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Are learning portfolios worth the effort? Yes

BMJ 2008; 337 doi: (Published 11 July 2008) Cite this as: BMJ 2008;337:a513
  1. Erik Driessen, assistant professor
  1. 1Faculty of Health, Medicine and Life Sciences, Maastricht University, Maastricht, Netherlands
  1. e.driessen{at}

    Portfolios were introduced with the aim of improving the learning and assessment of doctors. Erik Driessen believes that they work well when used correctly, but Geoff Norman (doi: 10.1136/bmj.39541.449306.AD) remains unconvinced

    A major challenge facing us today is the move to assess doctors’ performance in the workplace instead of the examination hall. The portfolio remains our best solution. It allows the collation and integration of evidence on competence and performance from different sources to gain a comprehensive picture of everyday practice. Simultaneously, portfolios can guide and coach professional development. Studies in multiple contexts confirm that this is feasible if, and only if, users take on board the conditions required for effective use of portfolios.1 2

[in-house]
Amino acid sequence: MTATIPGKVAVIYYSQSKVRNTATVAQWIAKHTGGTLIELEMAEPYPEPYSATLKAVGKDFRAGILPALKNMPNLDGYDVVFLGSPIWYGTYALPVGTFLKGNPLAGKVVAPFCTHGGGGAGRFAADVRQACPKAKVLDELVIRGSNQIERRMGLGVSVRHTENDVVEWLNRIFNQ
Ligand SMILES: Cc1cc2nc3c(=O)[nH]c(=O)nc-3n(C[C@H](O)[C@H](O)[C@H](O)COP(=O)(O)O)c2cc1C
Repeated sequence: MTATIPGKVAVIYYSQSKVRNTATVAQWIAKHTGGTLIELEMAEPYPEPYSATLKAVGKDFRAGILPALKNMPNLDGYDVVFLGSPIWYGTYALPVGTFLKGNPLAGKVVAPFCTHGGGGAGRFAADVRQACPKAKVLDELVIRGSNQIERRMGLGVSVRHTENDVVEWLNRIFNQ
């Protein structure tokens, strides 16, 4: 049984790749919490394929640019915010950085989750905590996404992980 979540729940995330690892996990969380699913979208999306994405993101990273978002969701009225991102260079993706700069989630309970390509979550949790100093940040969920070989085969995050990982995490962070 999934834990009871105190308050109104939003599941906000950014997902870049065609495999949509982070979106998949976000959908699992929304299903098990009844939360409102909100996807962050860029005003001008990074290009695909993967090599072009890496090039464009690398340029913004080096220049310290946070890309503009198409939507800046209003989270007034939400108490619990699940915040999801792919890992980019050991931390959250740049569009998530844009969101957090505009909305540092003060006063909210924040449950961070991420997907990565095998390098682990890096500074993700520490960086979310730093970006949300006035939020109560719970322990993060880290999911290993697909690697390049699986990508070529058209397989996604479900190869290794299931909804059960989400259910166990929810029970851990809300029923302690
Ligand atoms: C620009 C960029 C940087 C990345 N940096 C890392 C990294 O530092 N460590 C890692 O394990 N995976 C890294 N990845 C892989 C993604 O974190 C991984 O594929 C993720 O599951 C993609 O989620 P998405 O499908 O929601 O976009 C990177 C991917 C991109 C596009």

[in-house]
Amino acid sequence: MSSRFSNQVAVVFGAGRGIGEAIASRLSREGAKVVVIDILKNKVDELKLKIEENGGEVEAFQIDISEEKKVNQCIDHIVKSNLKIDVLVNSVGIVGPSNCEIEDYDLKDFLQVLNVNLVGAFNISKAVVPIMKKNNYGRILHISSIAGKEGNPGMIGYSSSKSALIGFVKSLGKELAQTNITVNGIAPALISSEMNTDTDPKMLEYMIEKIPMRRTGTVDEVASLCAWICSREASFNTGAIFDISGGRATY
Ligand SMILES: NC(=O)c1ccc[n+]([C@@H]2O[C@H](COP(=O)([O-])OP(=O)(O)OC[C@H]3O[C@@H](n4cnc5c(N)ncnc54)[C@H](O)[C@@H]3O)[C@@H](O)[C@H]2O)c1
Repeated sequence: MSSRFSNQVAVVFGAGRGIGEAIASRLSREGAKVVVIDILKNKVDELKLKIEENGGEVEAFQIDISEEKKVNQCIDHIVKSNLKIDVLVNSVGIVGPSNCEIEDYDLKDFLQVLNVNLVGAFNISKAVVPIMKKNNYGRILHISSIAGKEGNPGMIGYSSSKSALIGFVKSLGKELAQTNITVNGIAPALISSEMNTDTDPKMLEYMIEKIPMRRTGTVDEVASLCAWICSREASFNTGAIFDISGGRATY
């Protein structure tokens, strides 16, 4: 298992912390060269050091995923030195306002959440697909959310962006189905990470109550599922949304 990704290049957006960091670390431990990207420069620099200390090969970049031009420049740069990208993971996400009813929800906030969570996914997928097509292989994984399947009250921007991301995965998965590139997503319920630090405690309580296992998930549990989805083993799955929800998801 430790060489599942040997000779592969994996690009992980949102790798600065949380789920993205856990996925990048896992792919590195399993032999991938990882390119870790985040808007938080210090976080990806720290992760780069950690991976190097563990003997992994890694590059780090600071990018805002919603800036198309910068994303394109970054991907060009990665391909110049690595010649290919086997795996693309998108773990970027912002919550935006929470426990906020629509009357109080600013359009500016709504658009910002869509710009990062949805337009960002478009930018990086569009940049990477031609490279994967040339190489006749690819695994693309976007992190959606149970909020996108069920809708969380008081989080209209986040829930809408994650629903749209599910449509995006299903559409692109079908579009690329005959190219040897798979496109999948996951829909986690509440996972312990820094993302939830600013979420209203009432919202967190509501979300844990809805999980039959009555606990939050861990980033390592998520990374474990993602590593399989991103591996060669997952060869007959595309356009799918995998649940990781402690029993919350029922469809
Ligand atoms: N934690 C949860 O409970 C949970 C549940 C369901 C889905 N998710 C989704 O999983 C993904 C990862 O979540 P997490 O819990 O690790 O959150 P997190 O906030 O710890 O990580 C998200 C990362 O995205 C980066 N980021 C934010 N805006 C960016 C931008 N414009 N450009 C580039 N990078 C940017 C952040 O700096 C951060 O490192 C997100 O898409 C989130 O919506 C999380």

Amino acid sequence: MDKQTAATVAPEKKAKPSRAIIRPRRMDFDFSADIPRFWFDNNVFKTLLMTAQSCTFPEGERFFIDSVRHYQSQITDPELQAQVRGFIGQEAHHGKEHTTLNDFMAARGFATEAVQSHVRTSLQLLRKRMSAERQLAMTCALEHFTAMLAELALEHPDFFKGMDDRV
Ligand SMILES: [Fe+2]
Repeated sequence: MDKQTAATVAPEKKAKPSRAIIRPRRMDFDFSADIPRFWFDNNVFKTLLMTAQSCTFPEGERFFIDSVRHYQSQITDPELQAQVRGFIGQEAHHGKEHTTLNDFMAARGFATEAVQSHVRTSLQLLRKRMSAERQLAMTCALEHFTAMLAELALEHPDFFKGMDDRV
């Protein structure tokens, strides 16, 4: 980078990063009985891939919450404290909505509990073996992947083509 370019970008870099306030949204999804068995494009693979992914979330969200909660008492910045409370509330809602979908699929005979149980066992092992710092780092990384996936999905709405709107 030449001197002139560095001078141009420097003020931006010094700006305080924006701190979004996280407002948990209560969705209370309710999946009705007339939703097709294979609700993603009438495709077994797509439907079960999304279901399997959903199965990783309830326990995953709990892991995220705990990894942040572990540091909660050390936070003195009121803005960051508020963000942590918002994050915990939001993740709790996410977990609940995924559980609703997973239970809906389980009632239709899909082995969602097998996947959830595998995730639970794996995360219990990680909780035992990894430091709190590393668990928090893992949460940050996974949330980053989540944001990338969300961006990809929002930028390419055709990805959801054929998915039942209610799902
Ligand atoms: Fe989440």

Portfolios work

    To provide credible evidence of fitness to practise doctors have to show in realistic, often stressful, situations that they are competent in all aspects of patient management, diagnostics, communication, teamwork, administration, and professionalism. Since the 1990s various instruments have been developed to assess workplace based learning: the mini-clinical evaluation …

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